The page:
Langerhans Cell Histiocytosis Treatment (PDQ®): Treatment - Health Professional Information [NCI] - Presentation of LCH in Children
Langerhans cell histiocytosis (LCH) usually presents with a skin rash or painful bone lesion. Systemic symptoms of fever, weight loss, diarrhea, edema, dyspnea, polydipsia, and polyuria, relate to specific organ involvement and single-system or multisystem disease presentation as noted below.
Specific organs are considered high-risk or low-risk organs when involved with disease presentation. Risk refers to the risk of mortality.
Pheochromocytoma and paraganglioma characteristically form small nests of uniform polygonal chromaffin cells ("zellballen"). A diagnosis of malignancy can only be made by identifying tumor deposits in tissues that do not normally contain chromaffin cells (e.g., lymph nodes, liver, bone, lung, and other distant metastatic sites).
Regional or distant metastatic disease is documented on initial pathology in only 3% to 8% of patients; thus, an attempt has been made...
High-risk organs include liver, spleen, and bone marrow.
Low-risk organs include skin, bone, lymph nodes, gastrointestinal tract, pituitary gland, and central nervous system (CNS).
Additionally, patients may present with a single organ (single-system LCH), which may be a single site (unifocal) or involve multiple sites (multifocal); or LCH may involve multiple organs (multisystem LCH), which may involve a limited number of organs or it may be disseminated. Treatment decisions for patients are based upon whether high-risk or low-risk organs are involved and whether LCH presents as a single-system or multisystem disease. Patients can have LCH of the skin, bone, lymph nodes, and pituitary in any combination and still be considered at low-risk of death, although there may be relatively high-risk for long-term consequences of the disease.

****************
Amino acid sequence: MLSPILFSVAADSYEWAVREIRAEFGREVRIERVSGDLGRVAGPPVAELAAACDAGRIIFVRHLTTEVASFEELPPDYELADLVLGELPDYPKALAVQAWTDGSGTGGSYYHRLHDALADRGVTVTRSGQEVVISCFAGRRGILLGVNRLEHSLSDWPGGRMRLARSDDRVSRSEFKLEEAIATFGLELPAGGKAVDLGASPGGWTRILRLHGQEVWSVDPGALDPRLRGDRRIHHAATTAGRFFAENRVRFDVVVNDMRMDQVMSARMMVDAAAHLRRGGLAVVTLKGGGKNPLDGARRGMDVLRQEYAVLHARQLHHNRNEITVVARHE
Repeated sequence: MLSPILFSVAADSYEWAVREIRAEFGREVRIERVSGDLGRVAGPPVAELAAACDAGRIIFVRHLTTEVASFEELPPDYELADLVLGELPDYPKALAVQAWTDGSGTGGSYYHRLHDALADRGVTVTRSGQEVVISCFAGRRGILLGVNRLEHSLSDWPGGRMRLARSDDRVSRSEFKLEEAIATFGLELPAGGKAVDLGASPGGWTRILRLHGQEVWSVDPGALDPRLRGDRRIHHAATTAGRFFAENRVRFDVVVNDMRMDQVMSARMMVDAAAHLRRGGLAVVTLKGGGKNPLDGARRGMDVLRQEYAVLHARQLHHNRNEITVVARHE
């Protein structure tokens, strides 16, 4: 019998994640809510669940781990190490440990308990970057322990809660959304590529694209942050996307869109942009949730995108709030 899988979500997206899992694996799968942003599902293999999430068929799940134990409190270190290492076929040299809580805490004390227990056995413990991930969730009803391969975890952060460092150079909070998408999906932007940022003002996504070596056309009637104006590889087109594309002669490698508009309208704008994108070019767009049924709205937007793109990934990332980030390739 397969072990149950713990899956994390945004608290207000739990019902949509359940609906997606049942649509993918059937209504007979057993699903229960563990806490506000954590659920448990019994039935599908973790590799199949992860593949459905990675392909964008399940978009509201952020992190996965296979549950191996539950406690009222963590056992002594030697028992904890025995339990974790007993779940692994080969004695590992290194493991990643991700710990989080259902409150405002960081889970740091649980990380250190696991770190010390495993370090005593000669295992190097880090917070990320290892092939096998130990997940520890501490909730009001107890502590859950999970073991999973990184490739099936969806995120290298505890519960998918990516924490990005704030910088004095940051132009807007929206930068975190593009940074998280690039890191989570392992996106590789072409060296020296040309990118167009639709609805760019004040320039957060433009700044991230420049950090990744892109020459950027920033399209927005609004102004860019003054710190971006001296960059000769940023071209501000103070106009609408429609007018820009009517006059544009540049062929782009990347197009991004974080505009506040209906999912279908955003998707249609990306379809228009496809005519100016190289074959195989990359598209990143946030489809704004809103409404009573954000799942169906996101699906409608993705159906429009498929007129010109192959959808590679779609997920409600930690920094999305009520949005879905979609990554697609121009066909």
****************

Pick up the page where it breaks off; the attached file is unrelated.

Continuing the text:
Single-System Disease Presentation
In single-system LCH, as the name implies, the disease presents with involvement of a single site or organ, including skin and oral mucosa, bone, lymph nodes and thymus, pituitary gland, and thyroid.
Infants: Seborrheic involvement of the scalp may be mistaken for prolonged cradle cap in infants. Infants may also present with brown to purplish papules over any part of their body (Hashimoto-Pritzker disease). Similar to that of stage 4S neuroblastoma, this manifestation may be self-limited as the lesions often disappear with no therapy during the first year of life. However, these patients must be watched very closely for systemic disease which may present after the initial skin lesions.[2,3] In a report of 61 neonatal cases from 1,069 patients in the Histiocyte Society database, nearly 60% had multisystem disease and 72% had risk organ involvement.
A review of patients presenting in the first 3 months of life with skin-only LCH, compared the clinical and histopathologic findings in 21 children whose skin LCH regressed with 10 children who did not regress. Patients with regressing disease had distal lesions that appeared in the first 3 months of life and were necrotic papules or hypopigmented macules. Nonregressing patients who required systemic therapy were more often intertriginous. Immunohistochemical studies showed no difference in IL-10, Ki-67, or E-cadherin expression and T-reg number between the two clinical groups.
Children and adults: Children and adults may develop a red papular rash in the groin, abdomen, back, or chest that resembles a diffuse candidal rash. Seborrheic involvement of the scalp may be mistaken for a severe case of dandruff in older individuals. Ulcerative lesions behind the ears, involving the scalp, under the breasts, or genitalia or perianal region are often misdiagnosed as bacterial or fungal infections.